Don’t Write Exactly How You Speak

It’s easy to think that you should write how you speak. After all, we talk and we write, so shouldn’t we write how we talk?

This belief is especially true in nonfiction; and to narrow the field even further, I find this to be particularly true for those who are pastors, counselors, and public speakers by profession. However, there’s most certainly a misconception to be aware of, because what many writers don’t understand is that writing exactly how you speak will almost never sound natural. What you need to do instead is work to make your writing sound like natural speech without it actually being so. 

When I’m reading nonfiction, I personally find it annoying when an author shouts at me, makes a reference “to the reader,” or goes off on a tangent. However, these are all things someone could do effectively in a speech. For example, motivational speakers often get louder when they’re stressing a certain point. Pastors do this too. In print, however, you’re limited to the words on the page, and no amount of capitalization or bolding is going to get your point across if you aren’t paying attention to your phrasing. 

|| Shouting in Print

Dave Ramsey is a great example of shouting in print. Unfortunately, I don’t have a book on hand to show an example, but if you’ve ever read a Dave Ramsey book you know what I’m talking about. He’s a shouter, and even though his books on finance are full of useful advice, I found myself getting distracted.  


Exclamation points are one way to shout in writing! 

Another way is bolding.



Imagine this happening all over the book, and you can see how distracting this becomes for a reader. As a writer, it’s important to understand that you can emphasize a point without using ALL CAPS or bolding or throwing! exclamation! points! everywhere! You can do this through techniques such as effective repetition (again, that’s effective repetition; not all repetition is effective) and basic phrasing choices.

|| Referencing “The Reader” 

Writers also think they should reference the “reader.” This can make sense when you’re in front of an audience. You want to get them involved, perhaps, speaking directly to the people sitting right in front of you. But in a book, while you should be personable, direct reader address isn’t the best option. (Of course, there are those authors who bend the rules, but you should first know the rules before you break them. And let’s be honest: at this point, Stephen King should be able to do what he wants.)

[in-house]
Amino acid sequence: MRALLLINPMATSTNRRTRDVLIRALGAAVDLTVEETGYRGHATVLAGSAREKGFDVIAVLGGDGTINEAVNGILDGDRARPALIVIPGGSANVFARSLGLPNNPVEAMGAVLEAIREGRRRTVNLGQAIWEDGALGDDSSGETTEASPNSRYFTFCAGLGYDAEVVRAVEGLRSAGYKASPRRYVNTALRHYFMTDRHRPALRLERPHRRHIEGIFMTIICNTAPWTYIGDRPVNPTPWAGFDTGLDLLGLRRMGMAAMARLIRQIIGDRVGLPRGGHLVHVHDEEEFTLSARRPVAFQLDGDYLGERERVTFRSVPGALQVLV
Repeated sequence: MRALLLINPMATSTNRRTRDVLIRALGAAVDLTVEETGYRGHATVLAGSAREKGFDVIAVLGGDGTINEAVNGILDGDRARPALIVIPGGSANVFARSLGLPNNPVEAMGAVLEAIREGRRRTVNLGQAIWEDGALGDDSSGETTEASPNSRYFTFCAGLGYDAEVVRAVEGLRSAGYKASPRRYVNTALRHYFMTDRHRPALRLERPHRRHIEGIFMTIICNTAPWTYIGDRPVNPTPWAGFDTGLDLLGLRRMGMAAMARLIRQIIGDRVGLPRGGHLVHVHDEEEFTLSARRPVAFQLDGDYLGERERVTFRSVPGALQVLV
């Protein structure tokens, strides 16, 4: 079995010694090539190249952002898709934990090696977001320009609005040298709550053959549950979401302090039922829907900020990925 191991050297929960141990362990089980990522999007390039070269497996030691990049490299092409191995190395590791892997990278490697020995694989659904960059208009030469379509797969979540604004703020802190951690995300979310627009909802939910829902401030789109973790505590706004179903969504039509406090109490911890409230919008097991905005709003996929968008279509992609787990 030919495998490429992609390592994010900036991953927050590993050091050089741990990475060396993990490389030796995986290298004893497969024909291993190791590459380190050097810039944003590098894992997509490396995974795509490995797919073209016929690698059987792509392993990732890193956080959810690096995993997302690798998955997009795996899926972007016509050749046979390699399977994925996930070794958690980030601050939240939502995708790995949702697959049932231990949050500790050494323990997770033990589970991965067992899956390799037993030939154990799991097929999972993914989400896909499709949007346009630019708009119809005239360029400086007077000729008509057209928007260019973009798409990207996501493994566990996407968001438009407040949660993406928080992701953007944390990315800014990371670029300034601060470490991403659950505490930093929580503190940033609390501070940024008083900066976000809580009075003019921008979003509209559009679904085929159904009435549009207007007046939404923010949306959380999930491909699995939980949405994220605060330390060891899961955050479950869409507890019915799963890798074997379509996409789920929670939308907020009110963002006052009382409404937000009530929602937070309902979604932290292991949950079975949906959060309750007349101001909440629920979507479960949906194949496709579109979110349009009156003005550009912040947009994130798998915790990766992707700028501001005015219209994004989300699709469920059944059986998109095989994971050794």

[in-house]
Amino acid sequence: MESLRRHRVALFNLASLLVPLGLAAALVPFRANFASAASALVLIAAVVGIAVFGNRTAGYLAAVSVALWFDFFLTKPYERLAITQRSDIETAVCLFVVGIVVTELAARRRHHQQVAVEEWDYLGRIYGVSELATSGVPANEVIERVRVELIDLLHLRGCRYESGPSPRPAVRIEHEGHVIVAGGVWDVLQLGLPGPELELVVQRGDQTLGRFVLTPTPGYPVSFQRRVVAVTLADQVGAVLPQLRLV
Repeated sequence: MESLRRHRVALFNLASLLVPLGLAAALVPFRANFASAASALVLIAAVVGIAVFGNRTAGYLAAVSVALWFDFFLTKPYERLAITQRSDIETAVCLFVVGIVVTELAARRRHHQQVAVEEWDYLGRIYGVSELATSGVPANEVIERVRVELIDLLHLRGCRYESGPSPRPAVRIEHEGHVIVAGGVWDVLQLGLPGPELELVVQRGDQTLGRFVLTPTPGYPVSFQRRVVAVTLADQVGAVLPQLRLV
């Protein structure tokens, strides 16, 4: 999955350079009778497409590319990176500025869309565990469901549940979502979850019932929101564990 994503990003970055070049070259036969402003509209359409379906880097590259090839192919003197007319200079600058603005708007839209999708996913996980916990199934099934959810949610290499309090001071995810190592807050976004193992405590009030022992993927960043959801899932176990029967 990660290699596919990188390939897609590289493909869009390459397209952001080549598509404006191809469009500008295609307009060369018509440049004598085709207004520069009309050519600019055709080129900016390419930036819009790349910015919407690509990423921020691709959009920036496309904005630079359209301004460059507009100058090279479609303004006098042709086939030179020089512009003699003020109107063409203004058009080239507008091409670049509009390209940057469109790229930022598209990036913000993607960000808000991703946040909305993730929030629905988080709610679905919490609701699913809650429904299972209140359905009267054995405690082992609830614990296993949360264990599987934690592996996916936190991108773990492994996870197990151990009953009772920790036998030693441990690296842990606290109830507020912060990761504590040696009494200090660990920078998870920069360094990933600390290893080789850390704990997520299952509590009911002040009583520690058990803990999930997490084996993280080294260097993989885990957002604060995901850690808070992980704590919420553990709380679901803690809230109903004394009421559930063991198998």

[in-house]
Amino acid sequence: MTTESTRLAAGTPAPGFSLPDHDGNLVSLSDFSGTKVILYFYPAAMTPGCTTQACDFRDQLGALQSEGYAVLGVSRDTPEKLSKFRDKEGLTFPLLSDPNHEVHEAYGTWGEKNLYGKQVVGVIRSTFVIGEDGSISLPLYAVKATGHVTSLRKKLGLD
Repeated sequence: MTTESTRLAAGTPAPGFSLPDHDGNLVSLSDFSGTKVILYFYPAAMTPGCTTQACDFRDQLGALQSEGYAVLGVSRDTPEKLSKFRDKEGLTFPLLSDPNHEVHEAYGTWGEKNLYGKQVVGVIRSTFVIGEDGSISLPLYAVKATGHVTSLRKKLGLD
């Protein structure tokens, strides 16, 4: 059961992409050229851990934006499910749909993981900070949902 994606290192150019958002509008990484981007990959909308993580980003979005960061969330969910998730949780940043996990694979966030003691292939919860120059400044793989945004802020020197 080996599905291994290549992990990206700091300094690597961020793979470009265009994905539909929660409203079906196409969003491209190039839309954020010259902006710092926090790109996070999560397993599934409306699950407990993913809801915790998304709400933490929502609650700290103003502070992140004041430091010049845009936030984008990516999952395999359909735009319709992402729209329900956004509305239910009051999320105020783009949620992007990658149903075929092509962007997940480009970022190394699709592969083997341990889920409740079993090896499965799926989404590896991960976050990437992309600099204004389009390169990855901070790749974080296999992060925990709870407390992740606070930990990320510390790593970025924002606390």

I’ve worked with authors who think saying “dear reader” is creative and fun; and maybe it is for a children’s book. But I saw this in adult books, which is a whole different post of its own on knowing your audience. I usually find this condescending, as though the author doesn’t trust me enough to get his point. Saying something like, “Now listen up…” might work in an oral presentation, but in a book it doesn’t work as well.

|| Tangents

The final point I’ll discuss is that of tangents. As a general rule, you should avoid tangents at any cost, specifically the phrase “now back to my original point…” This is true for both speeches and prose. No one likes someone who can’t get to a point. However, in a speech, at least your audience is pretty stable. It’s not like they can all just get up and leave at the same time if they’re bored (usually); but a reader will shut a book without a thought if you don’t make a clear point and get to it in an interesting way–and do it quickly.

Now, I’m most certainly not condoning giving a boring speech, and it just might be my preference toward the written word, but it’s imperative that you keep your prose interesting by clearly leading your readers from one point to the next. Hook them with interesting first sentences and a cohesive outline so they’ll keep turning the pages. In his Bonhoeffer biography, Bonhoeffer, Eric Metaxas does a brilliant job taking the reader on a journey through the life of Germany in the 1940s. Everything he said had a clear point, and each of those points built upon one another.

Another great example of this is David McCullough’s historical work 1776, which I talked about in this post

It takes good writing and careful editing to make prose sound natural, and when it’s carefully examined, you’ll almost always find that it’s not written exactly how you would say it. I’ve touched mostly on nonfiction in this short essay, probably because I happen to be reading a nonfiction book at the moment (that, and I want to keep this post fairly short).

Keep in mind, however, that fiction is part of this as well. Dialogue between two characters will not be a transcribed conversation you recorded at your local coffee shop. Real-life dialogue is full of “um” and “like,” which makes for annoying written dialogue. Also, real-life dialogue is surprisingly boring. (For more on that, read my article “3 Tips for Avoiding Bad Dialogue.”)

So keep this in mind the next time you read or write or listen to a speech or give a speech. Writing and speaking are two separate mediums, and just because you’re gifted in one doesn’t mean you should do the other. They certainly can work alongside each other–for example, I always recommend reading your writing out loud as an editing tool–but when it comes to polishing your prose, you shouldn’t write exactly how you speak.

2 thoughts on “Don’t Write Exactly How You Speak

  1. Pingback: Basic Writing Principle #2: Your Story Must Have Dialogue | Amanda Bumgarner

  2. Pingback: Rain of Imperfection | yemihikari276

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